Reaching divorce settlements can give rise to tension, and not every case is suitable for mediation. Before you can proceed our lawyers will support you to arrange a Mediation Assessment Meeting, to evaluate the suitability of your case.
Glanvilles can also help with interim financial agreements if your spouse is failing to support you financially. We will make an emergency application to the Court for 'interim maintenance'. This is a Court order, which requires your spouse to pay you a specific sum until the divorce is brought to a conclusion.
Reaching a divorce financial settlement can take a long time, and as a result, many individuals find themselves in a financially difficult situation. Our specialist solicitors are committed to helping clients to access interim financial agreements if they require this.
A clean break order refers to a Court order that divorcing couples may choose to enter into. The order states that from this point, neither party is entitled to make a financial claim to the other party’s assets at a future date. Unless couples arrange a clean break order, there remains the risk of a partner attempting to make a financial claim later down the line.
Your divorce settlement fees will depend on your case, and the steps needed to reach a financial settlement, along with any potential disputes that may cause setbacks.
Our experts will start by evaluating your case, and from here, we can provide a more accurate fee estimate, depending on your settlement negotiation route. To find out more about your fees please contact our family solicitors at Glanvilles today.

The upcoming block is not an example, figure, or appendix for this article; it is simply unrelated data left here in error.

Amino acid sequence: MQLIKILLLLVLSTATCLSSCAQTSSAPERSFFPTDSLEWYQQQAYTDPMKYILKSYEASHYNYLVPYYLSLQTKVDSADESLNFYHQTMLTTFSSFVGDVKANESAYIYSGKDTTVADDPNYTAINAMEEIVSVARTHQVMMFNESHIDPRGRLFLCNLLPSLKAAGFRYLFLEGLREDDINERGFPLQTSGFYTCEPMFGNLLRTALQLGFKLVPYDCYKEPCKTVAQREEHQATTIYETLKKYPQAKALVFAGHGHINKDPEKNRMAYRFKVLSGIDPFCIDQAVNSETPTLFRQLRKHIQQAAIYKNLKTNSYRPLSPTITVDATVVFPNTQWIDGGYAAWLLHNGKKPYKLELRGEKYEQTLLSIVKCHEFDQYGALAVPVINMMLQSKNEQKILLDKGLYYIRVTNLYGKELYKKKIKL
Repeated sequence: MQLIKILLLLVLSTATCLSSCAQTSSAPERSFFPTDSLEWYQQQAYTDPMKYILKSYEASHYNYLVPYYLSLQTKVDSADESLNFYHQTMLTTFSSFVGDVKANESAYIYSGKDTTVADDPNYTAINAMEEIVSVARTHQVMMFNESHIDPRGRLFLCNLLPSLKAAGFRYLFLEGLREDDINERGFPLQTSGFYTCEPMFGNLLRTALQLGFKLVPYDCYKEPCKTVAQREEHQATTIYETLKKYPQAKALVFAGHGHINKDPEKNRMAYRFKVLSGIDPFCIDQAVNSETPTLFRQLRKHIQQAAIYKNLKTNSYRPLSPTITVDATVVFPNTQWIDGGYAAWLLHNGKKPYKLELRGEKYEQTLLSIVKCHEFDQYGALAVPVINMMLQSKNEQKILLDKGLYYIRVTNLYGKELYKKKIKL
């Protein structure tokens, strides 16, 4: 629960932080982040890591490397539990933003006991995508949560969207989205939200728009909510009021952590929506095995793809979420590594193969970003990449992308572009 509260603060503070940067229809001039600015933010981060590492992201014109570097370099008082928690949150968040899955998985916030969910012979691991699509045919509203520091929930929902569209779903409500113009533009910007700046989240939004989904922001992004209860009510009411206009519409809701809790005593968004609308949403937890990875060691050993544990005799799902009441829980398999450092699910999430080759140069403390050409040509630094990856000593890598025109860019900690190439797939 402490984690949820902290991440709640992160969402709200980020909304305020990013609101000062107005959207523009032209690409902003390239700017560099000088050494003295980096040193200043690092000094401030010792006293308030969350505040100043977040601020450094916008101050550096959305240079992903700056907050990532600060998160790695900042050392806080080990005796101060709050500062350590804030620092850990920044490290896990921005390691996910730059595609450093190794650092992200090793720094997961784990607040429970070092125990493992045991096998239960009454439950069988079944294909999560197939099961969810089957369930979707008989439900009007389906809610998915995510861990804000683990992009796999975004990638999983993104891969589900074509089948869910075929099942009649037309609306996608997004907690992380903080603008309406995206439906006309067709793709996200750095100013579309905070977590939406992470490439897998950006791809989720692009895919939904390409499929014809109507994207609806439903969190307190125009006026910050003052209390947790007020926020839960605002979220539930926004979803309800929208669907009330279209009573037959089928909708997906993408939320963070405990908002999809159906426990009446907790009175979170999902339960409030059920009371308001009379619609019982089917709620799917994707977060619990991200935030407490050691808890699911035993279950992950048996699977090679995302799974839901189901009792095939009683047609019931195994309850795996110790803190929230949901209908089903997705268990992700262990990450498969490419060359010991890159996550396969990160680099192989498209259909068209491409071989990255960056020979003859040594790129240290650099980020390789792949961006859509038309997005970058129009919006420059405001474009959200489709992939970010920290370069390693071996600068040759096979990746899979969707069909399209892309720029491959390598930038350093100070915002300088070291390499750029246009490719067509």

Our solicitors understand that navigating the legalities associated with divorce can feel overwhelming. Our divorce financial settlement solicitors at Glanvilles provide a compassionate and professional service, striving to make your divorce proceedings as smooth as possible.
We will ensure that you fully understand the divorce financial settlement agreement processes, and that you appreciate your legal position and rights. Our solicitors know that the rules associated with associated with divorce can be hard to comprehend, and that what you need is straightforward guidance, minus the legal jargon.
Our divorce financial settlement solicitors have a wealth of experience supporting clients to negotiate financial settlements, we realise that these processes can be tense and will do all that we can to support you with alternative dispute resolution processes and keep your case out of court.
When a couple is getting divorced, they are generally keen to know who gets what in a divorce settlement. Both parties are entitled to a fair share of the marital assets which may include savings, pensions and the family home. What you are entitled to in a divorce settlement will depend on the financial and living situation of both you and your ex-partner.
When dividing the martial assets, various factors are considered including:
Yes, it is possible to get a divorce without a financial settlement. If neither partner is seeking to make a financial claim it may not be necessary. For example, it could be that one person bought a property before getting married, and the other does not wish to claim any entitlement to that property.
Regardless, divorce settlements are useful to legally separate a couple’s finances. Getting divorced without a financial settlement could make matters complicated. Failing to establish who is entitled what could give rise to ongoing financial disputes, meaning that either party could attempt to make a financial claim in the future.